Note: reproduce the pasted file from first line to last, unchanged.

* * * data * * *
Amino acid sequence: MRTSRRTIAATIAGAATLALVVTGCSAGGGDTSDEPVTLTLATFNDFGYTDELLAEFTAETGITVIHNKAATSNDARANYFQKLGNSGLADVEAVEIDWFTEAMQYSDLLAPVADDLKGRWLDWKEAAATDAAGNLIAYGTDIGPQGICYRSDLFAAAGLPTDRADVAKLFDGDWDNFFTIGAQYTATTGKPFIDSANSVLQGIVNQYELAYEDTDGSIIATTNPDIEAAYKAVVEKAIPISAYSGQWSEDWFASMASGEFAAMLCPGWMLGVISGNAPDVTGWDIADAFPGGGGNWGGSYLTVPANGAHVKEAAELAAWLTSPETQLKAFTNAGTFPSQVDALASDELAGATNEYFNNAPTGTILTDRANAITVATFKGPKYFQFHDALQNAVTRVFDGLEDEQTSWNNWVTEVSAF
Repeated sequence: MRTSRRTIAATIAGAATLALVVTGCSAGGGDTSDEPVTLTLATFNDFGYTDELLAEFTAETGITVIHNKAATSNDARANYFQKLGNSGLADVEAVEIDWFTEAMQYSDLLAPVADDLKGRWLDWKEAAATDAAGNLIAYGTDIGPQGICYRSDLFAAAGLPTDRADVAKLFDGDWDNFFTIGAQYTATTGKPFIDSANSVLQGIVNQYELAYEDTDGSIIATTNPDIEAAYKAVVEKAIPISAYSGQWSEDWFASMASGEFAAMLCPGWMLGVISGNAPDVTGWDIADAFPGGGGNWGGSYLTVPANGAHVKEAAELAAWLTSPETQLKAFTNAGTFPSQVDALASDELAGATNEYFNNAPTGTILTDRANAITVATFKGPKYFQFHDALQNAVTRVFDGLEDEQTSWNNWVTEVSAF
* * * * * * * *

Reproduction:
Amino acid sequence: MRTSRRTIAATIAGAATLALVVTGCSAGGGDTSDEPVTLTLATFNDFGYTDELLAEFTAETGITVIHNKAATSNDARANYFQKLGNSGLADVEAVEIDWFTEAMQYSDLLAPVADDLKGRWLDWKEAAATDAAGNLIAYGTDIGPQGICYRSDLFAAAGLPTDRADVAKLFDGDWDNFFTIGAQYTATTGKPFIDSANSVLQGIVNQYELAYEDTDGSIIATTNPDIEAAYKAVVEKAIPISAYSGQWSEDWFASMASGEFAAMLCPGWMLGVISGNAPDVTGWDIADAFPGGGGNWGGSYLTVPANGAHVKEAAELAAWLTSPETQLKAFTNAGTFPSQVDALASDELAGATNEYFNNAPTGTILTDRANAITVATFKGPKYFQFHDALQNAVTRVFDGLEDEQTSWNNWVTEVSAF
Repeated sequence: MRTSRRTIAATIAGAATLALVVTGCSAGGGDTSDEPVTLTLATFNDFGYTDELLAEFTAETGITVIHNKAATSNDARANYFQKLGNSGLADVEAVEIDWFTEAMQYSDLLAPVADDLKGRWLDWKEAAATDAAGNLIAYGTDIGPQGICYRSDLFAAAGLPTDRADVAKLFDGDWDNFFTIGAQYTATTGKPFIDSANSVLQGIVNQYELAYEDTDGSIIATTNPDIEAAYKAVVEKAIPISAYSGQWSEDWFASMASGEFAAMLCPGWMLGVISGNAPDVTGWDIADAFPGGGGNWGGSYLTVPANGAHVKEAAELAAWLTSPETQLKAFTNAGTFPSQVDALASDELAGATNEYFNNAPTGTILTDRANAITVATFKGPKYFQFHDALQNAVTRVFDGLEDEQTSWNNWVTEVSAF